Hospitium (Greek: ξενία, xenia, προξενία) is the ancient Greco-Roman concept of hospitality as a divine right of the guest and a divine duty of the host. Similar or broadly equivalent customs were and are also known in other cultures, though not always by that name. Among the Greeks and Romans, hospitium was of a twofold character: private and public.

Neanthes of Cyzicus

Neanthes of Cyzicus (; Greek: Νεάνθης ὁ Κυζικηνός) is apparently the name of two writers whose works have largely been lost. The elder Neanthes of Cyzicus was a disciple of Philiscus of Miletus ("who is reasonably certain to have died before 300 BC"), who himself had been a pupil of Isocrates. An honorary decree of 287 BC in which the people Delphi award him the proxeny (Fouilles de Delphes 1.429 = FGrHist 84 T 2) is the earliest of "only five decrees from the third century honoring historians, teachers of grammar or literature, or philosophers for their educational activities in the cities' gymnasia."He was a voluminous writer, principally of history, but very little has reached us to form any judgement of his merits. The various authors that quote him seem, with rare exceptions, to place great reliance on his accuracy and judgement. He is frequently referred to by Diogenes Laërtius, Athenaeus, and by several of the early Christian writers, as well as by others. Among the writings of Neanthes there were:

Memoirs of king Attalus

Hellenica

Lives of illustrious men

Pythagorica

Τὰ κατὰ πόλιν μυθικά

On Purification

AnnalsHe probably wrote an account of Cyzicus, as we can infer from a passage in Strabo. He may also have written many panegyrical orations and a work Περὶ κακοζηλίας ῥητορικῆς or Περὶ ζηλοτυπίας against the Asiatic style of rhetoric. This latter work, as well as the history of Attalus I (who ruled 241-197), are irreconcilable with the dates of the Delphian decree and of Philiscus of Miletus; therefore, it is supposed that they are the work of a later Neanthes of the second century BC.

Nicomedes III of Bithynia

Nicomedes III Euergetes (the Benefactor, Greek: Νικομήδης Εὐεργέτης, translit. Nikomḗdēs Euergétēs) was the king of Bithynia, from c. 127 BC to c. 94 BC. He was the son and successor of Nicomedes II of Bithynia by an unnamed woman.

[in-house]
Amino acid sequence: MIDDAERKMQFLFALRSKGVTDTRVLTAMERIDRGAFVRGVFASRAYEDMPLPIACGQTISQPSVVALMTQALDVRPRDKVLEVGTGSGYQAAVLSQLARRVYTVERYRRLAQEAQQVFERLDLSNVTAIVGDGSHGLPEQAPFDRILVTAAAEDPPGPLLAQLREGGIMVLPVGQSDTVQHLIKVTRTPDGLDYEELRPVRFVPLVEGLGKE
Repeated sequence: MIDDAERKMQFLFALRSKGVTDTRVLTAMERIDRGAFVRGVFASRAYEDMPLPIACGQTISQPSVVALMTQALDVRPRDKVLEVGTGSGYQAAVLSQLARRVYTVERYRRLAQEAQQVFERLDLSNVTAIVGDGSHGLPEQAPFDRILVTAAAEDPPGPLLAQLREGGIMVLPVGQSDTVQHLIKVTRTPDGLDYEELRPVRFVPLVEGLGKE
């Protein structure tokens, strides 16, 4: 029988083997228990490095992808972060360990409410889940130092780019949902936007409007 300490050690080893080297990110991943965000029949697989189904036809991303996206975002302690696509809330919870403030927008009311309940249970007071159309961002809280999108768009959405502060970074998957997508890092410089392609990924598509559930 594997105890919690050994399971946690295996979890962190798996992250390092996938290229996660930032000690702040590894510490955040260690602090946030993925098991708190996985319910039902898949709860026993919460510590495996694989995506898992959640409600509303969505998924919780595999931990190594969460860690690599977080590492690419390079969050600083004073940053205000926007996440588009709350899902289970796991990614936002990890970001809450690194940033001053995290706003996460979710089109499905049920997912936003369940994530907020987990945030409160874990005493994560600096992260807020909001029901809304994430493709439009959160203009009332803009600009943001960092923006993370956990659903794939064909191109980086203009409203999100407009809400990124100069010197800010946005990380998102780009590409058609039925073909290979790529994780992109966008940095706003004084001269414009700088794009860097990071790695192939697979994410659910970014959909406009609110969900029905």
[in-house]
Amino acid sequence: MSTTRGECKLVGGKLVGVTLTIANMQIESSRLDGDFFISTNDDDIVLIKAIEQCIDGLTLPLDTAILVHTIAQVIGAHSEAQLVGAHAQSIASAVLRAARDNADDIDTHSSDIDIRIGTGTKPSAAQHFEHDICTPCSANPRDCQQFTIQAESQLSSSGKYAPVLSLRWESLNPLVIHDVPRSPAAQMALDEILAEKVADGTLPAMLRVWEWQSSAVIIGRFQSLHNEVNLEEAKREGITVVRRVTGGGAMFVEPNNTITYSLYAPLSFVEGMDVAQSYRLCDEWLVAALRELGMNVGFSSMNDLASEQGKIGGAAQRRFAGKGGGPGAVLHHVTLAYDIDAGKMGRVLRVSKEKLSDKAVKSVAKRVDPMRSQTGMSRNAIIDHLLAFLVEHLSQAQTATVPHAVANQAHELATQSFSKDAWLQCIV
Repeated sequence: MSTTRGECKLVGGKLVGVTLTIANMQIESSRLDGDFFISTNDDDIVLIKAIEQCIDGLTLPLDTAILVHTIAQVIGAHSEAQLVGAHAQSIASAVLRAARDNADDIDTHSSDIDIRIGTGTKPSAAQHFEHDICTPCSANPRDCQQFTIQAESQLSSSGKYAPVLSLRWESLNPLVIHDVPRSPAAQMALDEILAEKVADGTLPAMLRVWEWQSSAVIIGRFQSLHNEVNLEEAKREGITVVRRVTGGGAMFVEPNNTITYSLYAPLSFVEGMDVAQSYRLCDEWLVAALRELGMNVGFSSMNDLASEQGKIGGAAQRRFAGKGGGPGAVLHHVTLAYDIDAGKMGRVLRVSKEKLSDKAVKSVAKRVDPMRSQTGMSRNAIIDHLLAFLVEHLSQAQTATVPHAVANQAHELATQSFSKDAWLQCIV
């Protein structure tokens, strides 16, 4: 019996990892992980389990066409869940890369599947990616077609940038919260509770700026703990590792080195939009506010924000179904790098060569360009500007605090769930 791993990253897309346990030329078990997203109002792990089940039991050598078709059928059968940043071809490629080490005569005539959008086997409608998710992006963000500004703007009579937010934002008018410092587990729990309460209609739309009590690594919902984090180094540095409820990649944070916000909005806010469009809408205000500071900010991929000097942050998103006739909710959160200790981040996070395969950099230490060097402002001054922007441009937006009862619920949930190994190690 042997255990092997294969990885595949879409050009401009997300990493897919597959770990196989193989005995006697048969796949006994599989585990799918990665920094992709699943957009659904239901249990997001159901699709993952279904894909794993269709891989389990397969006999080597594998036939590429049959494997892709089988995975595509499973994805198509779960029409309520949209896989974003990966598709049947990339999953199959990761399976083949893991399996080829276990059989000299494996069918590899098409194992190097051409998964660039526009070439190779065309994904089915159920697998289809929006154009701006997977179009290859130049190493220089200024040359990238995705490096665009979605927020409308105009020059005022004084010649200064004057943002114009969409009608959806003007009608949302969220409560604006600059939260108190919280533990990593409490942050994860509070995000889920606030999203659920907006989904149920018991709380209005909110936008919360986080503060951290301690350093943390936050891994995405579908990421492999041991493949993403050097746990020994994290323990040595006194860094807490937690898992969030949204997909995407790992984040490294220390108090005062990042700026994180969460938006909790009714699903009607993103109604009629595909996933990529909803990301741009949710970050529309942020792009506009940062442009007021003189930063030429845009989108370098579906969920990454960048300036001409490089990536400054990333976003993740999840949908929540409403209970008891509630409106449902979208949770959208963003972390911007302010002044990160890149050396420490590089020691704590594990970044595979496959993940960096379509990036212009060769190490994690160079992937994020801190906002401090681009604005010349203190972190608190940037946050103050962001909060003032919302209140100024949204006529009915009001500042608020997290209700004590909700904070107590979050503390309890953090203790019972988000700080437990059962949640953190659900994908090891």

Paideia

In the culture of ancient Greece, the term paideia (also spelled paedeia) (; Greek: παιδεία, paideía) referred to the rearing and education of the ideal member of the polis. It incorporated both practical, subject-based schooling and a focus upon the socialization of individuals within the aristocratic order of the polis. The practical aspects of this education included subjects subsumed under the modern designation of the liberal arts (rhetoric, grammar, and philosophy are examples), as well as scientific disciplines like arithmetic and medicine. An ideal and successful member of the polis would possess intellectual, moral and physical refinement, so training in gymnastics and wrestling was valued for its effect on the body alongside the moral education which the Greeks believed was imparted by the study of music, poetry, and philosophy. This approach to the rearing of a well-rounded Greek male was common to the Greek-speaking world, with the exception of Sparta where a rigid and militaristic form of education known as the agoge was practiced.

Phylakopi I culture

The Phylakopi I culture (Greek: Φυλακωπή) refers to a "cultural" dating system used for the Cycladic culture that flourished during the early Bronze Age in Greece. It spans the period ca. 2300-2000 BC and was named by Colin Renfrew, after the settlement of Phylakopi on the Cycladic island of Milos. Other archaeologists describe this period as the Early Cycladic III (ECIII).

Polydamas of Pharsalus

Polydamas of Pharsalus was a Thessalian statesman. He was entrusted by his fellow-citizens about 375 BC, with the supreme government of their native town. Polydamas formed an alliance with Sparta, with which state his family had long been connected by the bonds of public hospitality (Proxeny) ; but he soon after entered into a treaty with Jason of Pherae. On the murder of Jason in 370 BC, his brother Polyphron, who succeeded to his power, put to death Polydamas and eight other most distinguished citizens of Pharsalus.